It’s normal to feel scared, anxious, sad, angry, or nervous during a time of crisis. Pandemics such as COVID-19 are stressful situations and weeks of isolation away from our friends, family, colleagues, and daily routine can certainly take a mental toll on us.
You may be feeling uncertain and worrisome about the future, the health of yourself or loved ones, finances, and other aspects of your lives that have been impacted by the spread of COVID-19. As such, taking care of your mental health is just as important as protecting your physical health during these times.
We’ve compiled a few tips that will help you cope with stress and manage your mental health during the public health measures of staying home during COVID-19.
Take Care of Your Body
- Our physical health plays a crucial role in how we feel. While the COVID-19 crisis has drastically changed our daily routine, it’s important to maintain a healthy lifestyle while we’re confined to our homes.
- A great place to start is to ensure that you’re consuming well-balanced meals and a variety of healthy foods as this can increase your levels of wellbeing (Mental Health).
- Making sure that you are well-rested by prioritizing a good night’s sleep also has many benefits on your day-to-day mental health, since sleep deprivation negatively affects your mental health (Health Harvard).
- Limiting alcohol, smoking, or not prescribed drugs to cope with your emotions, will improve your mental health, as using substances to deal with your emotions might decrease your mental health state in the long run (Rethink Mental Health).
- Lastly, consider going for a daily walk or enjoying a bit of fresh air every day, as this will increase your mood and concentration levels (Health Harvard).
Take Breaks from Watching and Reading the News
It’s crucial to stay informed about the evolving COVID-19 situation, however, too much screen time can have detrimental effects on the mental psyche. In today’s 24/7 news cycle, the constant bombardment of negative information can become overwhelming and stressful (CDC).
Instead, take breaks from following news stories and social media. You can even try to gather updates in intervals or at certain times each day. Sometimes it can be difficult to separate the rumors from facts, so make sure you’re getting information from a credible source.
Prepare, don’t panic!
Stick to Your Routine
One of the unexpected side effects of COVID-19 is that many of us have more free time than ever.
Even though free time can give us a break from the stress that comes with our daily routines and responsibilities such as work, school, and/or other tasks, it might also be negatively affecting our mental health. This can occur since it can feel strange to change from your pre-pandemic daily routine, which you might have followed for years.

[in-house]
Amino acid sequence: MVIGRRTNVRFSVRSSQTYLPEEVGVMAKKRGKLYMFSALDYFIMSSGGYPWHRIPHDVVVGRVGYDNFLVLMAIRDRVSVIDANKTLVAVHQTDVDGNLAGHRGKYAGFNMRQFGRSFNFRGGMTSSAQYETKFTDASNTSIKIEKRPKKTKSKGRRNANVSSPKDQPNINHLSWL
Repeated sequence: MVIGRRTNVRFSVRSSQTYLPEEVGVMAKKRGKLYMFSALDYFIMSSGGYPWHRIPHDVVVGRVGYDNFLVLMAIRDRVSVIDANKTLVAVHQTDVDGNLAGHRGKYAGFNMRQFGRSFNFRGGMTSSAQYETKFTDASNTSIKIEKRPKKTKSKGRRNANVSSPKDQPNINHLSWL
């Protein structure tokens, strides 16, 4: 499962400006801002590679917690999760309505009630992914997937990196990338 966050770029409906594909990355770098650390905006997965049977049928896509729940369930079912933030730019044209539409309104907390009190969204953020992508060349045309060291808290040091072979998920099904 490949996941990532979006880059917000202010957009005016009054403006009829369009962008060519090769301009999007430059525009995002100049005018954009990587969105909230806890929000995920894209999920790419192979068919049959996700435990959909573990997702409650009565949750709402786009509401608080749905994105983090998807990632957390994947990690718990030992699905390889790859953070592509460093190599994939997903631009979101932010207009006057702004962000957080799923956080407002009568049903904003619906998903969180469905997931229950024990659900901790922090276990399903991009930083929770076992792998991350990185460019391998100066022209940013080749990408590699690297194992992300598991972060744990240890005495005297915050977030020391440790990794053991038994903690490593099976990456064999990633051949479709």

If you are experiencing any discomfort caused by the sudden change in routines, try to stick to your pre-pandemic daily routine as much as possible. This can help eliminate that discomfort you might feel. This can include keeping up with your morning routine, scheduled meals, bedtime routine, and sleep schedule (Mayo Clinic).
Stay Connected with Others
With the evolving COVID-19 regulations around the world, it can be hard to interact with people like you did before the pandemic.
If lockdowns are in effect in your area, or if your daily routine does not allow you to interact with people as often as you used to, take the time to connect with family members, friends, colleagues, and relatives. Speaking regularly with others you trust can greatly help to alleviate any stress and anxiety (The Healthy).
On the other end of the spectrum, it’s also important to check-in with others and maintain relationships with the people in your life. In close quarters, try to reduce and manage disagreements with others (The Healthy).
Look for Ways to Have Fun
It’s easy to get bogged down into negativity during a stressful situation like an outbreak – and making time to unwind and relax is something that’s often overlooked.
Shift your focus to the present moment by taking up a hobby or nurturing existing ones. Journaling, meditation, stretching, and yoga are all activities that can soothe your mind and bring a positive outlook -or maybe there’s a hobby you’ve always wanted to try but never had the time for. If you’re living with other family members, take the time to enjoy those precious moments together (The Irish Times, PCMA).
Positive Mental Health Coping Strategies
A pandemic can take a mental toll on us, with our daily routines changing, isolation, social distancing, and worries about the uncertain future.
It is important that we take every possible measure to make sure that we stay in an optimal mental health state during this pandemic.
We hope that you found these tips helpful to help manage stress and cope with your mental health during COVID-19.
For more tips on how to improve your mental health read our Improving Mental Health blog.